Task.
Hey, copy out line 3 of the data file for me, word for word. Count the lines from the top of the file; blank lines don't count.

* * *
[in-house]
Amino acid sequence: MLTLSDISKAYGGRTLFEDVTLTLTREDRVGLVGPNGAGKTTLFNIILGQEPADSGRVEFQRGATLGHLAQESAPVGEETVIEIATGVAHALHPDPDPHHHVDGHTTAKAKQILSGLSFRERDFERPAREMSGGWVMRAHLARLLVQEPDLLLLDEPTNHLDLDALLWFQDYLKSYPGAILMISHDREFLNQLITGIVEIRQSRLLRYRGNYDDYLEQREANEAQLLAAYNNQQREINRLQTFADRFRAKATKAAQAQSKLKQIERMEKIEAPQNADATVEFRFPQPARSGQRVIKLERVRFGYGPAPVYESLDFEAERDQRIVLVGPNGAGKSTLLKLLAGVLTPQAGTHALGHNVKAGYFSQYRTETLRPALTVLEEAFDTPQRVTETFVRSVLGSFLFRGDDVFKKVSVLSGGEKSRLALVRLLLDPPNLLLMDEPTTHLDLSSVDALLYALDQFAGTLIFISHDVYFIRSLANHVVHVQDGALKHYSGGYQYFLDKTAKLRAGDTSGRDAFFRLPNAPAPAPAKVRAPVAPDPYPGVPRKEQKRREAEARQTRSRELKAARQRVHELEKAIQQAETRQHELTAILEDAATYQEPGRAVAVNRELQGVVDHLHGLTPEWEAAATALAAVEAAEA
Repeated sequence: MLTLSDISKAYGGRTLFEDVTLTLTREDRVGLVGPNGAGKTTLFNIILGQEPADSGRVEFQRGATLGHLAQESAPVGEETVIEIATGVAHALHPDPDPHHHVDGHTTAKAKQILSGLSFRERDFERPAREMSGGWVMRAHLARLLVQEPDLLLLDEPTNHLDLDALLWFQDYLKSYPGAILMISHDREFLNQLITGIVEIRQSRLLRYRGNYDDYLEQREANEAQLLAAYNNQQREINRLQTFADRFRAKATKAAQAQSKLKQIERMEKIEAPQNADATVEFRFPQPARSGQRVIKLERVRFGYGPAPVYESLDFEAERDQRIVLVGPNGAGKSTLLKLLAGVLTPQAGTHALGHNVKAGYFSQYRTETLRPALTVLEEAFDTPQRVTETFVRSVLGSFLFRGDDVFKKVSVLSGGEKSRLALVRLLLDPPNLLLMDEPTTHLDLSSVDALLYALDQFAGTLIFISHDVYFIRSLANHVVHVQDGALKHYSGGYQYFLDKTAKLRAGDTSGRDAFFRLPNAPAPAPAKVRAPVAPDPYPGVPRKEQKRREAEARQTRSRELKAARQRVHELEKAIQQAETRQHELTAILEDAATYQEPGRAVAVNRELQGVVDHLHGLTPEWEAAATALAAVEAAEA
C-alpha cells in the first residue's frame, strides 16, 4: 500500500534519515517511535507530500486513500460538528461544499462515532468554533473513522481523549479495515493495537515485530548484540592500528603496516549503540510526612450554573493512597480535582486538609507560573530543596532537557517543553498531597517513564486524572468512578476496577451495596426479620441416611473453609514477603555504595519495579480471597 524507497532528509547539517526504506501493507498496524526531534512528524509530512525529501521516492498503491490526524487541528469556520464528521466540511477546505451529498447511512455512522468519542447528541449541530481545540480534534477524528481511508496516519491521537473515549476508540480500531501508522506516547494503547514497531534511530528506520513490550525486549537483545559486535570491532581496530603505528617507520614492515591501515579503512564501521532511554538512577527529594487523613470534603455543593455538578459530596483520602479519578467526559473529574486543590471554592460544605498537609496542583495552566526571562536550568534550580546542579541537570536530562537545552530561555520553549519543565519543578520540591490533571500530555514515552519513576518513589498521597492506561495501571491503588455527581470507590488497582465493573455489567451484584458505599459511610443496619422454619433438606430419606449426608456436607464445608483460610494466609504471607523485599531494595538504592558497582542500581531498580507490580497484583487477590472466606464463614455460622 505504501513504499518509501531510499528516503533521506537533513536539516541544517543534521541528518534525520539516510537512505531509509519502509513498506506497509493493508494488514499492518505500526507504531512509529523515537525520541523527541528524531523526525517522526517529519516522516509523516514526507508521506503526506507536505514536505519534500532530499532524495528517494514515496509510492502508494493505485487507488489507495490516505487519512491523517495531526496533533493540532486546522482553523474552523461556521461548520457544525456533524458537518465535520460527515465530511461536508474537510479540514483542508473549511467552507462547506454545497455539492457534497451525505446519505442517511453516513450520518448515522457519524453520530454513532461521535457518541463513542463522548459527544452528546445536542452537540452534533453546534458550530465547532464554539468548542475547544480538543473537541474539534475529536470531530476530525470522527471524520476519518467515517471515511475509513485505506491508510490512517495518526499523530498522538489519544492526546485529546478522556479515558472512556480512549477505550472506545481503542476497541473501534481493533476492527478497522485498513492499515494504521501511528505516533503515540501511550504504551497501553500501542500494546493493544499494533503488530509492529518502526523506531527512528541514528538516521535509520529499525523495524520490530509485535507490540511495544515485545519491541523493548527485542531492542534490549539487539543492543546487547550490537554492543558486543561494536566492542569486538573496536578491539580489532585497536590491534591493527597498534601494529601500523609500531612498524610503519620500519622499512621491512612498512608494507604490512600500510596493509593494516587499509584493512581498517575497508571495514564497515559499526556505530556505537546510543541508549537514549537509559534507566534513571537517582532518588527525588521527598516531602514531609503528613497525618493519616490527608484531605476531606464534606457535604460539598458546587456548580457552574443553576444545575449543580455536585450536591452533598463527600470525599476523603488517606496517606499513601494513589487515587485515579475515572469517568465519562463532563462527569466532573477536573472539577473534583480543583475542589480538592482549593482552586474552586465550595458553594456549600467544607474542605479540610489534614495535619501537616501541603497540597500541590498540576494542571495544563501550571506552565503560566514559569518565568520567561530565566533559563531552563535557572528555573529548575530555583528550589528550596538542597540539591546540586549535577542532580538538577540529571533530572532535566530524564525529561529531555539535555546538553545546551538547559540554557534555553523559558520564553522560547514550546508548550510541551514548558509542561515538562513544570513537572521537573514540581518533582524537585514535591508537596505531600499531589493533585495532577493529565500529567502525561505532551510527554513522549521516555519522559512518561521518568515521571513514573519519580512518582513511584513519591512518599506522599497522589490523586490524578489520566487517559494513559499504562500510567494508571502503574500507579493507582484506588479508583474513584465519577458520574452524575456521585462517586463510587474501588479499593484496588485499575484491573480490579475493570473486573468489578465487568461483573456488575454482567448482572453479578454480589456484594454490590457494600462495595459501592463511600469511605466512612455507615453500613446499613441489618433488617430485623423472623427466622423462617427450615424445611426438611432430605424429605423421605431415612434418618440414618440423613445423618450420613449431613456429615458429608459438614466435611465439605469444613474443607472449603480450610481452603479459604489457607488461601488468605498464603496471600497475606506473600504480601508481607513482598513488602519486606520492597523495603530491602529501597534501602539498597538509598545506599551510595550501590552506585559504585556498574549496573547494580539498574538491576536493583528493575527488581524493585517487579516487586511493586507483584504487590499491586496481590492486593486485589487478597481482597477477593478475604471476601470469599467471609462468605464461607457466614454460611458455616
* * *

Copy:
Repeated sequence: MLTLSDISKAYGGRTLFEDVTLTLTREDRVGLVGPNGAGKTTLFNIILGQEPADSGRVEFQRGATLGHLAQESAPVGEETVIEIATGVAHALHPDPDPHHHVDGHTTAKAKQILSGLSFRERDFERPAREMSGGWVMRAHLARLLVQEPDLLLLDEPTNHLDLDALLWFQDYLKSYPGAILMISHDREFLNQLITGIVEIRQSRLLRYRGNYDDYLEQREANEAQLLAAYNNQQREINRLQTFADRFRAKATKAAQAQSKLKQIERMEKIEAPQNADATVEFRFPQPARSGQRVIKLERVRFGYGPAPVYESLDFEAERDQRIVLVGPNGAGKSTLLKLLAGVLTPQAGTHALGHNVKAGYFSQYRTETLRPALTVLEEAFDTPQRVTETFVRSVLGSFLFRGDDVFKKVSVLSGGEKSRLALVRLLLDPPNLLLMDEPTTHLDLSSVDALLYALDQFAGTLIFISHDVYFIRSLANHVVHVQDGALKHYSGGYQYFLDKTAKLRAGDTSGRDAFFRLPNAPAPAPAKVRAPVAPDPYPGVPRKEQKRREAEARQTRSRELKAARQRVHELEKAIQQAETRQHELTAILEDAATYQEPGRAVAVNRELQGVVDHLHGLTPEWEAAATALAAVEAAEA